The opinion of the court was delivered by: Paul L. Friedman United States District Judge
MEMORANDUM OPINION AND ORDER
This matter comes before the Court on plaintiff's "Notice of Counsel's Travel to Washington D.C. on Matter Before Judge Emmet G. Sullivan." Plaintiff's counsel James W. Myart, Jr. filed this notice on November 8, 2005 to inform the Court that he would be traveling to Washington, D.C. (plaintiff's counsel practices from an office in San Antonio, Texas) for a hearing before another judge of this Court in a different case from the above-captioned one. The last sentence of the notice states that ". . . he [plaintiffs' counsel] does not want to give the DOJ attorneys another 'bullet' by which they can attempt to discredit (kill) counsel." November 8, 2005 Notice of Counsel's Travel to Washington D.C. on Matter before Judge Emmet G. Sullivan at 2. This last sentence is a highly inappropriate and uncalled-for ad hominem attack against the Department of Justice attorneys defending this case. The Court, therefore, will strike it from the record.
The notice filed by plaintiffs' counsel is directly related to a dispute between the parties in this case in the months prior. On September 23, 2005, the government filed an opposition to Mr. Myart's September 21, 2005 motion for an extension of time to file a response to the government's motion to dismiss. Mr. Myart had asserted in his motion for an extension of time that he was suffering from certain medical problems. The government questioned the veracity of his statements, noting that during the time he claimed to be recovering from his illness, he had traveled to Washington, D.C. for a mediation in another case. Mr. Myart responded with a more detailed description of his condition and even submitted medical records, in camera, in support of his motion. The Court granted Mr. Myart's motion for an extension of time on October 27, 2005.
On November 8, 2005, Mr. Myart filed this notice purporting to inform the Court of his travel plans, medical condition and noting that "Department of Justice attorneys have unfairly critisied [sic] counsel for being in Washington in October on the Marshall matter while under doctor's orders." Had the notice confined itself to providing this information, the Court would not now be forced to issue this order. Plaintiffs' counsel, however, continued on to state that "Counsel, in no way, wants this Court to conclude that it has been slighted or disrespected by his participation in a hearing before a judge in a sister Court, nor does he want to give the DOJ attorneys another "bullet" by which they can attempt to discredit (kill) Counsel."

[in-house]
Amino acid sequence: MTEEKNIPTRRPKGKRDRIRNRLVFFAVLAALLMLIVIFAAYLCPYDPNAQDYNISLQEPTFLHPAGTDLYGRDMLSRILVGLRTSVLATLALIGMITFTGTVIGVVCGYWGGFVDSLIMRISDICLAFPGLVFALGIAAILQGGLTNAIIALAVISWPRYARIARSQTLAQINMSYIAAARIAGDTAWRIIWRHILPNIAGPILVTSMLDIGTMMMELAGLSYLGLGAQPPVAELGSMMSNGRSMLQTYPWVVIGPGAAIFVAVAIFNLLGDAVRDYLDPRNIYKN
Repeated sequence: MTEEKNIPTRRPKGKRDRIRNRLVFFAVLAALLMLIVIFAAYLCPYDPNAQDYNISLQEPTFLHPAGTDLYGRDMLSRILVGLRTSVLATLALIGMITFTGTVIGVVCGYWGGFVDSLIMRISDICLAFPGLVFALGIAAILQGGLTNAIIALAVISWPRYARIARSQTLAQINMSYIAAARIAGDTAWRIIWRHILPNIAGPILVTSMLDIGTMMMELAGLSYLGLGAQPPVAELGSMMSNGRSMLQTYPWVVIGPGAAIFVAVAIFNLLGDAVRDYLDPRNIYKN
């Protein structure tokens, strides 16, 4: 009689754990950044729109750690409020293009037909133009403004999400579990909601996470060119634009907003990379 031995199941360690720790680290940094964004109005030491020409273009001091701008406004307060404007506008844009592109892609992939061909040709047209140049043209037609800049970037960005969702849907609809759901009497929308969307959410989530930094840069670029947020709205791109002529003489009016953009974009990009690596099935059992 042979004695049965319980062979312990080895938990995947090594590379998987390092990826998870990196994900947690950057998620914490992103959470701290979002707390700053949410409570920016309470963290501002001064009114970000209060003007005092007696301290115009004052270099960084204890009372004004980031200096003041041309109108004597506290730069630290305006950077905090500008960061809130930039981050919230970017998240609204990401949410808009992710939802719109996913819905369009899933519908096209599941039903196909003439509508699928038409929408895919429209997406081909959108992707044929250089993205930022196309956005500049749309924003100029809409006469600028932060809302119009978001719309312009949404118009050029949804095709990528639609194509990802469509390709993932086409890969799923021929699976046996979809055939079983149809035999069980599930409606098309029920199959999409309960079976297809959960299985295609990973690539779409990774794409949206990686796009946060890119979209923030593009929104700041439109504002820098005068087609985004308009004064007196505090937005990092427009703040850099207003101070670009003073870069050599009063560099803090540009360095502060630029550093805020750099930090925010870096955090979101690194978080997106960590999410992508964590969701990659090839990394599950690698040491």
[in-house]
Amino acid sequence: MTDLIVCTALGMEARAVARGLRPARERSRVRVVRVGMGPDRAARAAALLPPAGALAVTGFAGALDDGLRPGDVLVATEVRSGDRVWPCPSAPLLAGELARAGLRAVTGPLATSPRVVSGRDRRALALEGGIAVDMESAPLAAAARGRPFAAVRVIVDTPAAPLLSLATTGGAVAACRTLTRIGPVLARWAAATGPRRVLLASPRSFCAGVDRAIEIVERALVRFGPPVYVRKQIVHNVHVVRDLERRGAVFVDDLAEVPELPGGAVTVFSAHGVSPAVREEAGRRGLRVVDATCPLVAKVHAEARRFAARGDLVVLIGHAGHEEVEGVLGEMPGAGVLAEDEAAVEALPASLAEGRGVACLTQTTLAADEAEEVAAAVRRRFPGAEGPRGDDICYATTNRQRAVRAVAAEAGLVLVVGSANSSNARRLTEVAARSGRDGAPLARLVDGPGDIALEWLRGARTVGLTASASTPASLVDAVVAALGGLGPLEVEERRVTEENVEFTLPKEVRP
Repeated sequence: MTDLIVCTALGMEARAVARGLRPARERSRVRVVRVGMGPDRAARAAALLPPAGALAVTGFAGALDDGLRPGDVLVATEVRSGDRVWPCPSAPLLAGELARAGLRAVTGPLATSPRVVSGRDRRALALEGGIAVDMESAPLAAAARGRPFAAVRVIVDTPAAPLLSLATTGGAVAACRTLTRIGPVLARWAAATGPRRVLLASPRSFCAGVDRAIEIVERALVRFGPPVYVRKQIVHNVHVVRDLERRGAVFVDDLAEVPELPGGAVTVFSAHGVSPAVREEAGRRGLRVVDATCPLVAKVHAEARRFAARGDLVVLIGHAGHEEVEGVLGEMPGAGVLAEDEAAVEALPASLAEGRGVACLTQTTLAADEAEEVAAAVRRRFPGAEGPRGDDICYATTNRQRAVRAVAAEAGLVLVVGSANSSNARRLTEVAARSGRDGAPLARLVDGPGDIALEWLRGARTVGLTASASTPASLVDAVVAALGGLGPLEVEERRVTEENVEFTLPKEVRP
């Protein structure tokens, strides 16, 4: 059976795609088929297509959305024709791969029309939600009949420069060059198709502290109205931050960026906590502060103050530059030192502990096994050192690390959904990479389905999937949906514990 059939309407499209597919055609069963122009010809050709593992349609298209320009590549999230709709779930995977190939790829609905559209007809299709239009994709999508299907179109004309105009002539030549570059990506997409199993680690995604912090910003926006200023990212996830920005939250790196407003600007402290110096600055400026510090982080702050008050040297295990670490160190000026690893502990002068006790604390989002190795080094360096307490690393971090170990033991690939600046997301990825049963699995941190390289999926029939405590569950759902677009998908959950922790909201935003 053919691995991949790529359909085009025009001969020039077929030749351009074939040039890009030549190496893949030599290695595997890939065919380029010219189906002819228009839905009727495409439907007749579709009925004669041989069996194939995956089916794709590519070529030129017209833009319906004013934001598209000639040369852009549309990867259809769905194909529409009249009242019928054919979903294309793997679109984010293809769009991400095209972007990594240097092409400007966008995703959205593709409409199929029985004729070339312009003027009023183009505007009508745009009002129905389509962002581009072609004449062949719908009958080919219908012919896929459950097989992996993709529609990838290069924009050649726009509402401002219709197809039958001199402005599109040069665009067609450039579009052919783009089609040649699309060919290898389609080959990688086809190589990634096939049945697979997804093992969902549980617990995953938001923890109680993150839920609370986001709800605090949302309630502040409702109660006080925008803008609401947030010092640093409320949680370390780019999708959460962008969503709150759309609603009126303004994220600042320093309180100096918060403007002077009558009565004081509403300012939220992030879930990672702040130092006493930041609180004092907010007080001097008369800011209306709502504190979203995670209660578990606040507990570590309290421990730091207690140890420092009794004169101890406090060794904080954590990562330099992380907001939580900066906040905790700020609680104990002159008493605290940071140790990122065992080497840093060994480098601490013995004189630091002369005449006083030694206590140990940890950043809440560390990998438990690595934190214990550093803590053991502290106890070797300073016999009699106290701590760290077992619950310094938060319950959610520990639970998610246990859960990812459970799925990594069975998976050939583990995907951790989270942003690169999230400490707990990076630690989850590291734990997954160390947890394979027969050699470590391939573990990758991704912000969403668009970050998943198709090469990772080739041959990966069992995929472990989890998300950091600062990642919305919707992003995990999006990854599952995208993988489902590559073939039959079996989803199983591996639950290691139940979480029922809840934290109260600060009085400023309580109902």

Mr. Myart's assertion that the opposing counsel are trying to kill him rises to a level of offensiveness that merits this notice being stricken from the record by the Court, sua sponte, under Rule 12(f) of the Federal Rules of Civil Procedure. Fed. R. Civ. P. 12(f) (court may strike any pleadings that are "redundant, immaterial, impertinent or scandalous.").*fn1 Although Mr. Myart places the word "bullet" in quotation marks, as if to imply that his meaning is figurative rather than literal, he goes on to use the word "kill" in parenthesis, which in the context of the dispute and his ongoing medical problems quite clearly and literally states (not implies) that the DOJ attorneys somehow intend him physical harm, or even death. This statement is outrageous, without support, and scandalous on every level. The opposing attorneys have litigated this case vigorously and in one instance challenged Mr. Myart's assertions personally, but they have done so with the civility and professionalism that is required of an attorney, even when the arguments being made have unpleasant implications. That, however, is the nature of litigation - to make good faith arguments and assertions that sometimes may offend the opposing party, whose view of the matter no doubt differs. However much these offenses may sting a party personally or occasionally a lawyer for the party in the course of litigation, they do not and cannot imply that one lawyer intends another physical harm without some extremely convincing proof. Zealous representation and vigorous disagreement do not constitute the requisite proof that government attorneys mean Mr. Myart personal harm. His statement that they hope to "kill" him is unwarranted and offensive.
This is not the first time that one of Mr. Myart's notices has been stricken from the record and docket of a case before this Court. In an opinion issued by this Court on January 3, 2005 in the case of Pigford v. Veneman, the Court struck two notices filed by Mr. Myart that accused opposing counsel, a Department of Justice attorney, of unprofessional conduct. 225 F.R.D. 54 (D.D.C. 2005). The stricken notices were two of many that Mr. Myart had filed over a months-long period accusing opposing counsel of various misconduct, accusations that escalated at a hearing before the Court to ones of racism. The Court struck two notices, sua sponte, for reasons much the same as the ones given above and stated at the time that the flood of notices Mr. Myart had filed with the Court did not serve any "legitimate litigation-related purpose and appear to be a form of grandstanding really addressed to other audiences." Id. at 59. Mr. Myart would be well advised to reread the Pigford opinion. Regardless, the Court reminds Mr. Myart now, as then, that "it is a privilege to practice law in this Court, not a right, and that the Court's docket is not a forum for personal attacks." Id. at 58 (citation omitted).
Accordingly, it is hereby
ORDERED that plaintiffs' notice to the Court  is stricken from the record and will be removed from the docket by the Clerk of the Court.